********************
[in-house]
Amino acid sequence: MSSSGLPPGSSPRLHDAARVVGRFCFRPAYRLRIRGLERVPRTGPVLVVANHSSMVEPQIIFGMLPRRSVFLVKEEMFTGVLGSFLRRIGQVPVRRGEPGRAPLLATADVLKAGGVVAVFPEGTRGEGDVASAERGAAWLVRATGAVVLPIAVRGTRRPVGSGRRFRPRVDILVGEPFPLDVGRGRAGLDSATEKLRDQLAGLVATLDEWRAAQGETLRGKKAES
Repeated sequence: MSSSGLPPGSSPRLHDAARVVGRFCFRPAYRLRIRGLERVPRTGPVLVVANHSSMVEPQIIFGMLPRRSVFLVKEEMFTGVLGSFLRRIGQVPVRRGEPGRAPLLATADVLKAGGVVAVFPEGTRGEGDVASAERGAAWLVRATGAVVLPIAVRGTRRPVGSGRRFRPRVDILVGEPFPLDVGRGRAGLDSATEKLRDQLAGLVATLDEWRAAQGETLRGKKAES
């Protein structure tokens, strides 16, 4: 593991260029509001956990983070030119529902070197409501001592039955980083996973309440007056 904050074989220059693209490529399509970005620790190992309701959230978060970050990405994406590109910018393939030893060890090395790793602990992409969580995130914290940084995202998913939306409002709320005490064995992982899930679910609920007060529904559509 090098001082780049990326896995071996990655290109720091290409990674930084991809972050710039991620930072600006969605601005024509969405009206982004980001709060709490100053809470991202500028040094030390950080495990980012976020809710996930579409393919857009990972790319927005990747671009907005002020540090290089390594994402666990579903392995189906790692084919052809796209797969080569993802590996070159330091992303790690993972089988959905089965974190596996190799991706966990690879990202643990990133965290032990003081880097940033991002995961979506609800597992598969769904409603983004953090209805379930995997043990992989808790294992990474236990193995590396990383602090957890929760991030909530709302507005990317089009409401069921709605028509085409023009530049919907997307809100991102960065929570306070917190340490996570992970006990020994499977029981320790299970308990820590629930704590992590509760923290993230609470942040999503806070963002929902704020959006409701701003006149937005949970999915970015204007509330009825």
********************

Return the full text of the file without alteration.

[in-house]
Amino acid sequence: MSSSGLPPGSSPRLHDAARVVGRFCFRPAYRLRIRGLERVPRTGPVLVVANHSSMVEPQIIFGMLPRRSVFLVKEEMFTGVLGSFLRRIGQVPVRRGEPGRAPLLATADVLKAGGVVAVFPEGTRGEGDVASAERGAAWLVRATGAVVLPIAVRGTRRPVGSGRRFRPRVDILVGEPFPLDVGRGRAGLDSATEKLRDQLAGLVATLDEWRAAQGETLRGKKAES
Repeated sequence: MSSSGLPPGSSPRLHDAARVVGRFCFRPAYRLRIRGLERVPRTGPVLVVANHSSMVEPQIIFGMLPRRSVFLVKEEMFTGVLGSFLRRIGQVPVRRGEPGRAPLLATADVLKAGGVVAVFPEGTRGEGDVASAERGAAWLVRATGAVVLPIAVRGTRRPVGSGRRFRPRVDILVGEPFPLDVGRGRAGLDSATEKLRDQLAGLVATLDEWRAAQGETLRGKKAES
């Protein structure tokens, strides 16, 4: 593991260029509001956990983070030119529902070197409501001592039955980083996973309440007056 904050074989220059693209490529399509970005620790190992309701959230978060970050990405994406590109910018393939030893060890090395790793602990992409969580995130914290940084995202998913939306409002709320005490064995992982899930679910609920007060529904559509 090098001082780049990326896995071996990655290109720091290409990674930084991809972050710039991620930072600006969605601005024509969405009206982004980001709060709490100053809470991202500028040094030390950080495990980012976020809710996930579409393919857009990972790319927005990747671009907005002020540090290089390594994402666990579903392995189906790692084919052809796209797969080569993802590996070159330091992303790690993972089988959905089965974190596996190799991706966990690879990202643990990133965290032990003081880097940033991002995961979506609800597992598969769904409603983004953090209805379930995997043990992989808790294992990474236990193995590396990383602090957890929760991030909530709302507005990317089009409401069921709605028509085409023009530049919907997307809100991102960065929570306070917190340490996570992970006990020994499977029981320790299970308990820590629930704590992590509760923290993230609470942040999503806070963002929902704020959006409701701003006149937005949970999915970015204007509330009825």